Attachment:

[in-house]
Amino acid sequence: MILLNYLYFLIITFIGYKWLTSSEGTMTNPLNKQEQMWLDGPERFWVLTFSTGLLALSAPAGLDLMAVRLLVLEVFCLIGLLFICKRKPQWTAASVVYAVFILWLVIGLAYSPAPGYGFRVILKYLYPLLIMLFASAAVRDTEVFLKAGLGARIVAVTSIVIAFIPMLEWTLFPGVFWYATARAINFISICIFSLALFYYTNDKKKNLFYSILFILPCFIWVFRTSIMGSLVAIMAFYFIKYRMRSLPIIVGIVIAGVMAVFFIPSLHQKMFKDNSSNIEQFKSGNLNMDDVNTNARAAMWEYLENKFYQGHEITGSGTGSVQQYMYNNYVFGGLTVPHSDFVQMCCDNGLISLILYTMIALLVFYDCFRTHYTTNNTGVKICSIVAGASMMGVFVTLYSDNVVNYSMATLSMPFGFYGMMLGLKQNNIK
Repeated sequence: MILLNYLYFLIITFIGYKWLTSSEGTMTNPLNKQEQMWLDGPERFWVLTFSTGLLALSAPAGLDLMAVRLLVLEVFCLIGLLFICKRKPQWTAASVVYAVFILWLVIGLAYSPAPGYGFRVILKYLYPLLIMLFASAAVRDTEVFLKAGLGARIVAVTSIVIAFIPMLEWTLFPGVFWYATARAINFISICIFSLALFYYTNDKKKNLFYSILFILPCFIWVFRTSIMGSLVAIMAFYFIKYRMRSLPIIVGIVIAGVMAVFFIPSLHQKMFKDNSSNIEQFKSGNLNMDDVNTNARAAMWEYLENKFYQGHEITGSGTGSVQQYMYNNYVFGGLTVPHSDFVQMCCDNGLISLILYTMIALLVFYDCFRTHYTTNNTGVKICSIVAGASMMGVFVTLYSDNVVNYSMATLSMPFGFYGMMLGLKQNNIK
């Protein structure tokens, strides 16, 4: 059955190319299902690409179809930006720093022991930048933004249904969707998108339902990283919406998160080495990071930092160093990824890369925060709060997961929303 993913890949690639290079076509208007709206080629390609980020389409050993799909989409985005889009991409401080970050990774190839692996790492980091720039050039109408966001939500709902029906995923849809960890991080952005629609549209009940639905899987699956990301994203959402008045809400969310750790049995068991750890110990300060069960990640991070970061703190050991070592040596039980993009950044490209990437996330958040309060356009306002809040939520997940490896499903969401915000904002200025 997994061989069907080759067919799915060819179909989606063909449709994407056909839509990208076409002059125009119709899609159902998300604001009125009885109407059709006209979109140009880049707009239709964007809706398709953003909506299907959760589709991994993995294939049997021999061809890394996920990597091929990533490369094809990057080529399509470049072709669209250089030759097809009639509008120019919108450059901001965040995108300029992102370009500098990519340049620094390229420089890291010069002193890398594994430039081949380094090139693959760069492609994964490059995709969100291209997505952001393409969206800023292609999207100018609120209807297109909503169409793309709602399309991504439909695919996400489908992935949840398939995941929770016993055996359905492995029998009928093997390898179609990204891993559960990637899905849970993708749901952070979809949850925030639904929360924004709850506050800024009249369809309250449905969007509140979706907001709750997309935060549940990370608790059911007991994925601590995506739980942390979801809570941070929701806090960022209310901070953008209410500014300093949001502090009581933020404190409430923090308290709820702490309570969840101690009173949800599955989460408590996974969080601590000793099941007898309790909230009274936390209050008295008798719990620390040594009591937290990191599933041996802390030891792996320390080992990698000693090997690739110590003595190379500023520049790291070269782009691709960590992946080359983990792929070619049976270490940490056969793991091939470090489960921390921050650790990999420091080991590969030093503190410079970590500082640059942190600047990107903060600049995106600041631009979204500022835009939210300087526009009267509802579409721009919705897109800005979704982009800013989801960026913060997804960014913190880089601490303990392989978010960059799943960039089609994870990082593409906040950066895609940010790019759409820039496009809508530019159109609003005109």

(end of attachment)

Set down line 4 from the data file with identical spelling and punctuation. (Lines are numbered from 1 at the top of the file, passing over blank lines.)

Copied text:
């Protein structure tokens, strides 16, 4: 059955190319299902690409179809930006720093022991930048933004249904969707998108339902990283919406998160080495990071930092160093990824890369925060709060997961929303 993913890949690639290079076509208007709206080629390609980020389409050993799909989409985005889009991409401080970050990774190839692996790492980091720039050039109408966001939500709902029906995923849809960890991080952005629609549209009940639905899987699956990301994203959402008045809400969310750790049995068991750890110990300060069960990640991070970061703190050991070592040596039980993009950044490209990437996330958040309060356009306002809040939520997940490896499903969401915000904002200025 997994061989069907080759067919799915060819179909989606063909449709994407056909839509990208076409002059125009119709899609159902998300604001009125009885109407059709006209979109140009880049707009239709964007809706398709953003909506299907959760589709991994993995294939049997021999061809890394996920990597091929990533490369094809990057080529399509470049072709669209250089030759097809009639509008120019919108450059901001965040995108300029992102370009500098990519340049620094390229420089890291010069002193890398594994430039081949380094090139693959760069492609994964490059995709969100291209997505952001393409969206800023292609999207100018609120209807297109909503169409793309709602399309991504439909695919996400489908992935949840398939995941929770016993055996359905492995029998009928093997390898179609990204891993559960990637899905849970993708749901952070979809949850925030639904929360924004709850506050800024009249369809309250449905969007509140979706907001709750997309935060549940990370608790059911007991994925601590995506739980942390979801809570941070929701806090960022209310901070953008209410500014300093949001502090009581933020404190409430923090308290709820702490309570969840101690009173949800599955989460408590996974969080601590000793099941007898309790909230009274936390209050008295008798719990620390040594009591937290990191599933041996802390030891792996320390080992990698000693090997690739110590003595190379500023520049790291070269782009691709960590992946080359983990792929070619049976270490940490056969793991091939470090489960921390921050650790990999420091080991590969030093503190410079970590500082640059942190600047990107903060600049995106600041631009979204500022835009939210300087526009009267509802579409721009919705897109800005979704982009800013989801960026913060997804960014913190880089601490303990392989978010960059799943960039089609994870990082593409906040950066895609940010790019759409820039496009809508530019159109609003005109």